The National Audit Office (NAO) has revealed that millions of teenagers in the UK have £394m in unclaimed child trust funds (CTFs).

These savings accounts were set up for children born between 1st September 2002 and 2nd January 2011, with the government paying over £2bn into CTFs for 6.3 million children during this period.

On their 18th birthdays, the account holders have access to the funds, yet some 145,000 young people still need to claim their money.

The spending watchdog found that many CTFs remain untouched for a year or more after the account holders turn 18.

As of April 2021, 320,000 CTFs had matured in the seven months since the first CTF account holders turned 18 in September 2020. Of these, 175,000 had been claimed and closed, while 145,000 remained unclaimed.

This means these teenagers have an average of £1,900 in trust funds about which they don’t know.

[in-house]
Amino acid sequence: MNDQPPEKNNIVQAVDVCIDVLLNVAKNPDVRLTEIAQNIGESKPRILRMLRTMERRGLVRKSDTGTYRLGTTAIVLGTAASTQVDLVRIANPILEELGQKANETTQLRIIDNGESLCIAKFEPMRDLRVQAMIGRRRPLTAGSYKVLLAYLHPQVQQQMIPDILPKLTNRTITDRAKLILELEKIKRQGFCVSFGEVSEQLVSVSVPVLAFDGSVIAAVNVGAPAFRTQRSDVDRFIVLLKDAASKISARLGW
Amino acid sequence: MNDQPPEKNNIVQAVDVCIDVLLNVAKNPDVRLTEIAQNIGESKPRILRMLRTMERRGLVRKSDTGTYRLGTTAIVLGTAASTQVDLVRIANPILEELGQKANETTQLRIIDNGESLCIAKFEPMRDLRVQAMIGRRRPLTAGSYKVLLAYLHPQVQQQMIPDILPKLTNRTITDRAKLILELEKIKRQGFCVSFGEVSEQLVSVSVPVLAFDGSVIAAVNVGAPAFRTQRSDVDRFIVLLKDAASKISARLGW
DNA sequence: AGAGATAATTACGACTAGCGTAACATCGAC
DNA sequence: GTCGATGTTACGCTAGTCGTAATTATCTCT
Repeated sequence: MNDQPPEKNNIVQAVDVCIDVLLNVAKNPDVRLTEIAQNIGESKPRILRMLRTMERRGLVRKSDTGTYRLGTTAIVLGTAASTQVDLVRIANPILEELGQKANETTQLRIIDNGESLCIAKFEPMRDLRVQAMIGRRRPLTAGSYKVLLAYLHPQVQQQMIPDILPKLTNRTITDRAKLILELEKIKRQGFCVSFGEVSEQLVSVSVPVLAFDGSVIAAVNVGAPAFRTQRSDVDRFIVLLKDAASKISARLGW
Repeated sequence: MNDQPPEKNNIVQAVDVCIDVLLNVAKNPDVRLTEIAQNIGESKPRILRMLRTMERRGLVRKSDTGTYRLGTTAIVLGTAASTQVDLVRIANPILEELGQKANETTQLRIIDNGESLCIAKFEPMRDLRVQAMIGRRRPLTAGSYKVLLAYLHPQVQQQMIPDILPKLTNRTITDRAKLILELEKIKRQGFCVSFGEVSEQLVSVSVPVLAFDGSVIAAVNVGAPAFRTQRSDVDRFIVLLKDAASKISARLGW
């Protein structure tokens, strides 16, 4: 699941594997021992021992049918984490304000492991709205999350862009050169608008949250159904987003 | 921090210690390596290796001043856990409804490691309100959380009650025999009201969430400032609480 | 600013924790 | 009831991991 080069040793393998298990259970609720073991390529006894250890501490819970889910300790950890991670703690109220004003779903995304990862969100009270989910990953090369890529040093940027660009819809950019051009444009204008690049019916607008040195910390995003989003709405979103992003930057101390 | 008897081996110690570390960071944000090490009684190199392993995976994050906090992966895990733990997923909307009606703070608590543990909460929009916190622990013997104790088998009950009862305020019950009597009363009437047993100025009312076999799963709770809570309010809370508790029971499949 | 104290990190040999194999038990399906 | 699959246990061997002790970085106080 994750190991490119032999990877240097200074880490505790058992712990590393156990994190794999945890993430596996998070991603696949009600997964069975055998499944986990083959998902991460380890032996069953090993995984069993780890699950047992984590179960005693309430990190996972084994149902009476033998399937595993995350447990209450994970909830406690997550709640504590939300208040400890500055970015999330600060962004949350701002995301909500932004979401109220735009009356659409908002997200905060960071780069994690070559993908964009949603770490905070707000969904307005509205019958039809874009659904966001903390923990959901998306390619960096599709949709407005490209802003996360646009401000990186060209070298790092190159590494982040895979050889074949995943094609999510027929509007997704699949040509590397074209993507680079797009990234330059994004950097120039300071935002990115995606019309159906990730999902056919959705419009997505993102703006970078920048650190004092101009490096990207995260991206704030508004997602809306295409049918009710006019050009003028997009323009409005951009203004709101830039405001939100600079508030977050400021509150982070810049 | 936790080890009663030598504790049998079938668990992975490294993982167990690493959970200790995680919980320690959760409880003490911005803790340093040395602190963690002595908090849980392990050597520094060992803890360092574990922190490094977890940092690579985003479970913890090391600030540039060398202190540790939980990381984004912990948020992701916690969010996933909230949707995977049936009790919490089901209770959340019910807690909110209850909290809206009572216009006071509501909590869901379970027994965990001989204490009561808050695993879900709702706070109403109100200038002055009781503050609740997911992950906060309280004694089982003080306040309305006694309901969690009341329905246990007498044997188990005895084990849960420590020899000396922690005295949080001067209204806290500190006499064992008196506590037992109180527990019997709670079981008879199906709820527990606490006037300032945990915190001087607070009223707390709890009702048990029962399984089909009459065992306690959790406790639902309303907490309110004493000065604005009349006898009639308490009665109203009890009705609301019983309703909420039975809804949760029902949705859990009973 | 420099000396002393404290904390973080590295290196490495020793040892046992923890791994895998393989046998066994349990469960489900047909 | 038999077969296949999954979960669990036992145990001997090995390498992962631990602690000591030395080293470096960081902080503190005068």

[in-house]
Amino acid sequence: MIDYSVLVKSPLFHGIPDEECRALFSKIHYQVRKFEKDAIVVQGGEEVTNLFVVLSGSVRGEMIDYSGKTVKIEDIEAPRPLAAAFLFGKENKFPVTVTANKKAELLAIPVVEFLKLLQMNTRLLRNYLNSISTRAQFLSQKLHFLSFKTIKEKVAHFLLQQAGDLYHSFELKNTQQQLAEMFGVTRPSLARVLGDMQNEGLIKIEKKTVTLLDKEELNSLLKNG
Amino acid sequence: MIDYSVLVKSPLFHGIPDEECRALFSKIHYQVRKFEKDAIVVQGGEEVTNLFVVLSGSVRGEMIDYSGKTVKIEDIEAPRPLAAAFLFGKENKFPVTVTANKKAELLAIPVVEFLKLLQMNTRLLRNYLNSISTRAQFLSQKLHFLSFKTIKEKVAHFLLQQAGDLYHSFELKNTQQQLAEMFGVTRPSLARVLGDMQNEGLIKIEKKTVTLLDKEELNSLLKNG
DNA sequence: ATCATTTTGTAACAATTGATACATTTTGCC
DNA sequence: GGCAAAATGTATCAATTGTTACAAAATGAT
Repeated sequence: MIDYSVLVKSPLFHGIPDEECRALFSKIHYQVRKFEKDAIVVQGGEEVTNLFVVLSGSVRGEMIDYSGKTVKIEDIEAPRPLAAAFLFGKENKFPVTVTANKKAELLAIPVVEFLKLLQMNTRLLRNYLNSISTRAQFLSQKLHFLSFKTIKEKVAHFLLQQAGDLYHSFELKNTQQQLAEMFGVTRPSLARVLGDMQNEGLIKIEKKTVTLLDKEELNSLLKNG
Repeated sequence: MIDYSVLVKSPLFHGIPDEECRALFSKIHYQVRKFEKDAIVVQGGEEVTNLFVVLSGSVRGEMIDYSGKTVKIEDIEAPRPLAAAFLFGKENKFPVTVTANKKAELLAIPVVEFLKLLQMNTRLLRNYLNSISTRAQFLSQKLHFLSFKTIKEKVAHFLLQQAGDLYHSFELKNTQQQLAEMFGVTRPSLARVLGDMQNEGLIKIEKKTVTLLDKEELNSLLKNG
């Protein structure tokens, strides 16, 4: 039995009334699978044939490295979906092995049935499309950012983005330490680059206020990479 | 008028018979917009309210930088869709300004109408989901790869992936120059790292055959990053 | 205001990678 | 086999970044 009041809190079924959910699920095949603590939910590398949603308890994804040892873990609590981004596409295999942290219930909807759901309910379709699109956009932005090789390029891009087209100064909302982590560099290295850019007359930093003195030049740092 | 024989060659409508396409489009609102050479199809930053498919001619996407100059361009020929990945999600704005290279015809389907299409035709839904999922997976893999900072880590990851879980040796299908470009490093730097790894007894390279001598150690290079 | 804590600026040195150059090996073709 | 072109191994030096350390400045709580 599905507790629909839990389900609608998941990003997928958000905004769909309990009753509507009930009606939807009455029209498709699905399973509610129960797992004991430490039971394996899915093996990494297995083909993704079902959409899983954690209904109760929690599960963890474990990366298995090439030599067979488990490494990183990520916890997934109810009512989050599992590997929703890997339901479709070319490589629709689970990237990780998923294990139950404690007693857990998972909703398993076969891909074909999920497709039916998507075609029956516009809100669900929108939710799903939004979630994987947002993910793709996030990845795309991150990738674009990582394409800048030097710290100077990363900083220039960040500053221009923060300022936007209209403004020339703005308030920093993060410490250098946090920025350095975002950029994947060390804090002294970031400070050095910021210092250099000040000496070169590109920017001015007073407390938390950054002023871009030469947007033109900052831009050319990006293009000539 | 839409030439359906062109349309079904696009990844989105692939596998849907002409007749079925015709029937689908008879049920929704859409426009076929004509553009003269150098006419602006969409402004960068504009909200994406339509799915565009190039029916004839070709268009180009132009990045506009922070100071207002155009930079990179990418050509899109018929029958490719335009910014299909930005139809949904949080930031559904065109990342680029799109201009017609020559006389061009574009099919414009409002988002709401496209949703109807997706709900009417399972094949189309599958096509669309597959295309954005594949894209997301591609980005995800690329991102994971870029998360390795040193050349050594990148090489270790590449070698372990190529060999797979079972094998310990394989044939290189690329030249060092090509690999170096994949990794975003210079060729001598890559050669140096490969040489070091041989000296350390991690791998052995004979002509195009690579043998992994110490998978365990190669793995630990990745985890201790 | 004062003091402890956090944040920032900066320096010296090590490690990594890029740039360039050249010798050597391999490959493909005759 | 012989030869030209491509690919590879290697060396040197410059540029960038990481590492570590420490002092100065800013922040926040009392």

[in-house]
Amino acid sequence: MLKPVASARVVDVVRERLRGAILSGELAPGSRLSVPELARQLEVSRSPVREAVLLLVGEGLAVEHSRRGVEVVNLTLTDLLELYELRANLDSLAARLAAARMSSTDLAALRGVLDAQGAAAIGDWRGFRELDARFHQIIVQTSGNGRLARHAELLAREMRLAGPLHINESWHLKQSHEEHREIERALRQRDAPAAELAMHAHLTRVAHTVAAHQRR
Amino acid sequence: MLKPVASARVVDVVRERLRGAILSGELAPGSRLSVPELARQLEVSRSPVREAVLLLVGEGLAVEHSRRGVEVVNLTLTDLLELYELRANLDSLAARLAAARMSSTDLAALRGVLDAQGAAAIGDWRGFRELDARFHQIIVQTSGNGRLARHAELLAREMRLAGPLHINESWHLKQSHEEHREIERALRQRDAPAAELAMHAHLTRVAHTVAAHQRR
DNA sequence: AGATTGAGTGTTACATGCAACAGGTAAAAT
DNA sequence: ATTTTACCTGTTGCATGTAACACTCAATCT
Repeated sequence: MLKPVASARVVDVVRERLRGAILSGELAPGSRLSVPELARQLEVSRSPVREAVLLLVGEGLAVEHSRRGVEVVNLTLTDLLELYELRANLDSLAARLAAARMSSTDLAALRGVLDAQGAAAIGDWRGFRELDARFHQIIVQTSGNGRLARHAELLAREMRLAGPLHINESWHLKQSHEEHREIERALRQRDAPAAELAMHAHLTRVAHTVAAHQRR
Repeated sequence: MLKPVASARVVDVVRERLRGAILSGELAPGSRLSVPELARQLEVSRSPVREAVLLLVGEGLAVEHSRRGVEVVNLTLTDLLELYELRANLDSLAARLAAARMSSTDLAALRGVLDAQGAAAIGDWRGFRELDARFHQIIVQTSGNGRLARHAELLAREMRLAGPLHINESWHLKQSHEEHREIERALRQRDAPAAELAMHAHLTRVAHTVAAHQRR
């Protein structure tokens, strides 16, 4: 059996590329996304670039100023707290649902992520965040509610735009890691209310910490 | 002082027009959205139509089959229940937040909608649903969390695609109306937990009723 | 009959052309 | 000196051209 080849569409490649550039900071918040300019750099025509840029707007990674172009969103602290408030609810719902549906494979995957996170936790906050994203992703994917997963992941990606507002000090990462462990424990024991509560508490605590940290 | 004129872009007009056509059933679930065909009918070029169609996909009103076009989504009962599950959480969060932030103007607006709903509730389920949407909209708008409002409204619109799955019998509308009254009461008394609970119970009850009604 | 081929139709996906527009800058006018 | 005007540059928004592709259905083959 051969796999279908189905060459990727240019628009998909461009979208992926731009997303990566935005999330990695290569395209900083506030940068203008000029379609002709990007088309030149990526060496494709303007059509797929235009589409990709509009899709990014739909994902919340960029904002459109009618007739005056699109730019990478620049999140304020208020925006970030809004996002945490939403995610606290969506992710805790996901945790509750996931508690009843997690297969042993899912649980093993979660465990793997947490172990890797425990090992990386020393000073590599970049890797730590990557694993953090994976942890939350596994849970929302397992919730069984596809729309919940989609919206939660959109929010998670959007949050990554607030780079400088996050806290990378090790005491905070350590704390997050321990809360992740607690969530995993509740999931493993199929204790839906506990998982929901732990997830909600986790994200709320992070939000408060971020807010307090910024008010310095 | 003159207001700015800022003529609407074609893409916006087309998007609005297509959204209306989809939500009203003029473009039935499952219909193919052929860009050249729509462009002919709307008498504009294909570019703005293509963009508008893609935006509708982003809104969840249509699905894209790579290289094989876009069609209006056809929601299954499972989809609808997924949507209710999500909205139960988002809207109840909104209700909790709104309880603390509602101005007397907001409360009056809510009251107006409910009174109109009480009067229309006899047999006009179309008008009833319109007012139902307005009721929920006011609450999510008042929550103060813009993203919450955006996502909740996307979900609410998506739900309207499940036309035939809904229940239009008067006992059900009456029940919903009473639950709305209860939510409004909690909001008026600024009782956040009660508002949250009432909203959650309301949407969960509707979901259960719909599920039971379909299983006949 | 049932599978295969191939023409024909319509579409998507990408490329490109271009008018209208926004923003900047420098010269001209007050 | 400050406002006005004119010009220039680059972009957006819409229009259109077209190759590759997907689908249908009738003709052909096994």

Click here to find a Child Trust Fund

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The head of the NAO, Gareth Davies, has said that the government must ensure that young people are aware of and can access their child trust funds, especially during times of economic hardship.

The NAO has recommended that HM Revenue and Customs incorporate CTFs into a communications campaign in 2023.

Public Accounts Committee chair Meg Hillier has stressed the importance of proactively helping people to reunite with their funds, noting that in a cost-of-living crisis, the money could be “a vital lifeline to young people, particularly those from low-income backgrounds”.

Parents or legal guardians of children born between September 2002 and January 2011 who do not know if their child has a child trust fund can check online on the website.

If a fund exists, the account holder must provide identification to access the money.